This week, I along with some other wine media and industry members cracked an invite to have a sit-down with the head honchos at Distell. We had been contacted and told that SA’s largest producer-wholesaler was interested in opening up channels of communication and that they intended to make this a regular occurrence.
Before we get into it, some context: There has been plenty of speculation around the dissolution of the Lusan Premium Wines (the joint venture between Distell and German financier Hans Schreiber which at one point involved Le Bonheur, Uitkyk, Stellenzicht, Alto and Neethlingshof) and the selling off of a number of wine farms and my feeling that this roundtable discussion was conceived – at least partially – because they wanted to take control of the discussion around this move.
We sat down with a number of Distell’s management, including Richard Rushton (CEO), Lucas Verwey (Director: Finance), Bridgitte Backman (Director: Corporate and Regulatory Affairs) and Steve Nathan (Director for International Operations). Rushton welcomed us and indicated that the goal of the meeting was to convey some information to us on the company’s plans in terms of wine specifically and also to take questions.
It was a lengthy discussion, with management addressing most of the questions fired off directly and without too much corporate spin, and handling any and all criticism alluded to with candour. Going into the details of it all will be lengthy, but there are a few key points worth mentioning:
- Wine makes up one third of their business (revenue and profit), but Rushton also pointed out that the company’s origins are firmly rooted in wine (and brandy). With that, despite selling off wine properties, wine remains a focus and crucial product category for them.
- Dissolving the Lusan partnership was due to a number of factors, but in overview it can be said that the company feels it is spread too thinly across a number of premium wine brands, leaving them unable to build them all out to their full potential. As such, they are downsizing so they can focus on four key wine brands: Nederburg, Durbanville Hills, Fleur du Cap and Alto.
- Questions were asked around the plans for smaller brands, such as Plaisir de Merle, Zonnebloem, Uitkyk and Jacobsdal. For now, they will remain in the Distell stable and are not on the chopping block yet, though their potential as stand-alone brands does not seem as strong as the four mentioned above.
- Writer Tim James asked some hard questions, including querying their attitude and relationship towards farmers – specifically around issues such as contracting early and various pricing issues, which often see the farmers at a disadvantage. Rushton candidly admitted this is something he does not approve of, and that they are engaging with producers to make necessary changes to the model, including engaging in longer term contracts and focus on sustainability. As he rightly points out, insufficient price increases will see farmers go bankrupt which is not sustainable.
- The four international markets that will mainly be targeted are the USA, UK, Canada and Asia. Looking to emerging markets within Africa are also still on the table.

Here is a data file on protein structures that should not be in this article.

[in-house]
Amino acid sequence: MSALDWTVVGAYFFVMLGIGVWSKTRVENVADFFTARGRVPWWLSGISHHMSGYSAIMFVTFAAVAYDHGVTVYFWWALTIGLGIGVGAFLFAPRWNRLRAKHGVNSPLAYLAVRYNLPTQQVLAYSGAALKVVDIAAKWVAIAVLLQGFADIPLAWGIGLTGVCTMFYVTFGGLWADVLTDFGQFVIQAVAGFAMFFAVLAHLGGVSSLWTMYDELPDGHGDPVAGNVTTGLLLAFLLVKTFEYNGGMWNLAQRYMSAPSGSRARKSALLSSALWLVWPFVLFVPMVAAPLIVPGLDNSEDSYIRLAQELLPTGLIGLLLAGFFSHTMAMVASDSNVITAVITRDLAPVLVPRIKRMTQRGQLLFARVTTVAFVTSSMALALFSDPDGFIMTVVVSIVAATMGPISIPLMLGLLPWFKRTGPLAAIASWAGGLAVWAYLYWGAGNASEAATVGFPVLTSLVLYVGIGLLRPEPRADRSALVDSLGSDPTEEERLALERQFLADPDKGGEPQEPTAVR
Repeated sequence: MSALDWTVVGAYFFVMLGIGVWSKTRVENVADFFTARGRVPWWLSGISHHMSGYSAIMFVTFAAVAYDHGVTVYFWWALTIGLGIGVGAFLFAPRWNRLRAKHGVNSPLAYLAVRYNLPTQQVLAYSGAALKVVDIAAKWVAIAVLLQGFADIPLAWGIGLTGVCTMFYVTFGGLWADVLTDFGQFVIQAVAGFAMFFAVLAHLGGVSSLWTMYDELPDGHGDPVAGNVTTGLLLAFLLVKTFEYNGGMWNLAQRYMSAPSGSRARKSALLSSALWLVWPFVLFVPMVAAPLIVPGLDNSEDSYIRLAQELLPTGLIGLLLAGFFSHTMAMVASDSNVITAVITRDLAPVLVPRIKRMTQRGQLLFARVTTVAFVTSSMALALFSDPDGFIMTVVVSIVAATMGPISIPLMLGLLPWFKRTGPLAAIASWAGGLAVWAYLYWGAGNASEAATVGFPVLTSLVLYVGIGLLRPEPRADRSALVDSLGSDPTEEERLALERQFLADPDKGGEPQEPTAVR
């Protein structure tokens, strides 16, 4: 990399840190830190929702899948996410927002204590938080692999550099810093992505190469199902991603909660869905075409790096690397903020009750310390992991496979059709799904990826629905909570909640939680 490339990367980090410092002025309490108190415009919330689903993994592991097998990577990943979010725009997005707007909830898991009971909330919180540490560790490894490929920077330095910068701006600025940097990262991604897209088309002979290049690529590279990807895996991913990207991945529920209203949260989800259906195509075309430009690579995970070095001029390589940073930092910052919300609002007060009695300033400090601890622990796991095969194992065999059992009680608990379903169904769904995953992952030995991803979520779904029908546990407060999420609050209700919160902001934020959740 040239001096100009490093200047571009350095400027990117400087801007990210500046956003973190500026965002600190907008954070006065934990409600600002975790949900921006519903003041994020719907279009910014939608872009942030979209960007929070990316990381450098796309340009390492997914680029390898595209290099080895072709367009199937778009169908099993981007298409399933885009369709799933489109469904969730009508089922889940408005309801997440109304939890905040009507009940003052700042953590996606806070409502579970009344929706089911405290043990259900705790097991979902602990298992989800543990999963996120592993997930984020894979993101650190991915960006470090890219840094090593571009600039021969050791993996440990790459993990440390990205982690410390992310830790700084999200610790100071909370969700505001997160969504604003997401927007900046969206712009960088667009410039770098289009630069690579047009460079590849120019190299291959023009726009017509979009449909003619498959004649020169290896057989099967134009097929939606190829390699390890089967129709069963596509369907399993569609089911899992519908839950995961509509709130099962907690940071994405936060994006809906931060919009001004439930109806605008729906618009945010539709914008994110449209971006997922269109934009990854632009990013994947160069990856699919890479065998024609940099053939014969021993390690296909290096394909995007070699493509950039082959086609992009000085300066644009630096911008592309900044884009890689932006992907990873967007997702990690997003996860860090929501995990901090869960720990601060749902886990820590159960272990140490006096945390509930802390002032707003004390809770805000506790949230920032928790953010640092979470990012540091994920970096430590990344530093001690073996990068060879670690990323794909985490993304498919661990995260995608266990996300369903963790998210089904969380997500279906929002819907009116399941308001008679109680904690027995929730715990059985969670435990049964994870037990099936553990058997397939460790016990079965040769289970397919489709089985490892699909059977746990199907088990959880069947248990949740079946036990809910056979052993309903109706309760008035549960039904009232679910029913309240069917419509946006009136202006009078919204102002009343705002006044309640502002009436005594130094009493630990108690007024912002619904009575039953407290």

A lot more was discussed and questioned and I surely won’t be the only one writing about it. For me, it is worth finding context and perspective for this meeting and pinning a value on the exercise.
Was this meeting strongly tied to a mix of gossip and criticism around the recent moves in the Distell portfolio and property stable? Probably.
Was it a polished PR/Communications exercise? Possibly.
What will come of this discussion? In isolation, probably not much. But if this does become a more regular occurrence – and they involve people from all corners of the wine industry – it could become a useful platform to convey criticism, opinions and ideas and maybe even bring about some changes.
The wine industry is a sucker for the David and Goliath imagery, and any action by large players is often shrouded in cynicism (sometimes rightly so…). Yet publicist Emile Joubert made a good point regarding their role in “generic marketing” – they do a good job of keeping wine in the public eye through levels of spend on various forms of advertising and broad marketing that can’t be matched by most other producers. Yes, of course they’re promoting their own brands. But they are ultimately also promoting wine.
So now what? That depends. We can start by making the most of this call for comment and take valid criticisms straight to the source. I’ve been prattling on about platforms to discuss industry issues since I started attending VinPro events three years ago. So in principle, I fully support this endeavour.
Perhaps by dispensing with the usual, useless muffled grumblings of disapproval and replacing it with some constructive, intelligently articulated criticism, some of the pricklier industry issues can be resolved – or at the very least, addressed.
Is one breakfast meeting going to change anything? Don’t be daft. But it might be a start.
- Marthélize Tredoux is the co-owner and editor at Incogvino. By day, she helps SA wineries sell their wine in the USA. She won the Veritas Young Wine Writers Competition in 2013.